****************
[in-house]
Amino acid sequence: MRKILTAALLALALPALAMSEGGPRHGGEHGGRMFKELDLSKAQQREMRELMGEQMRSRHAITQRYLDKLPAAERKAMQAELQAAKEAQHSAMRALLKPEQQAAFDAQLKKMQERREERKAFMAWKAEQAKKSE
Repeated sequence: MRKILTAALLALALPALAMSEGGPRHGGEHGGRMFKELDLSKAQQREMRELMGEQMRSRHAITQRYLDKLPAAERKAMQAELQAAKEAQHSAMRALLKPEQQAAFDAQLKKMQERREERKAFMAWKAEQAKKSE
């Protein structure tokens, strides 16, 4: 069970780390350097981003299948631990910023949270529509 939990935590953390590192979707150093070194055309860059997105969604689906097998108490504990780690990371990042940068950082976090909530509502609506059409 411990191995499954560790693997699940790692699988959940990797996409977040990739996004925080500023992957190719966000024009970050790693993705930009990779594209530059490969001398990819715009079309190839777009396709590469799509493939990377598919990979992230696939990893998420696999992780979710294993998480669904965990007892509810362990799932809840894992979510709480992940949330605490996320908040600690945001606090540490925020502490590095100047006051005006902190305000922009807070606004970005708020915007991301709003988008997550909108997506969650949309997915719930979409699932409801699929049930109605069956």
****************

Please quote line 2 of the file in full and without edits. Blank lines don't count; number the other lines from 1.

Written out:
Amino acid sequence: MRKILTAALLALALPALAMSEGGPRHGGEHGGRMFKELDLSKAQQREMRELMGEQMRSRHAITQRYLDKLPAAERKAMQAELQAAKEAQHSAMRALLKPEQQAAFDAQLKKMQERREERKAFMAWKAEQAKKSE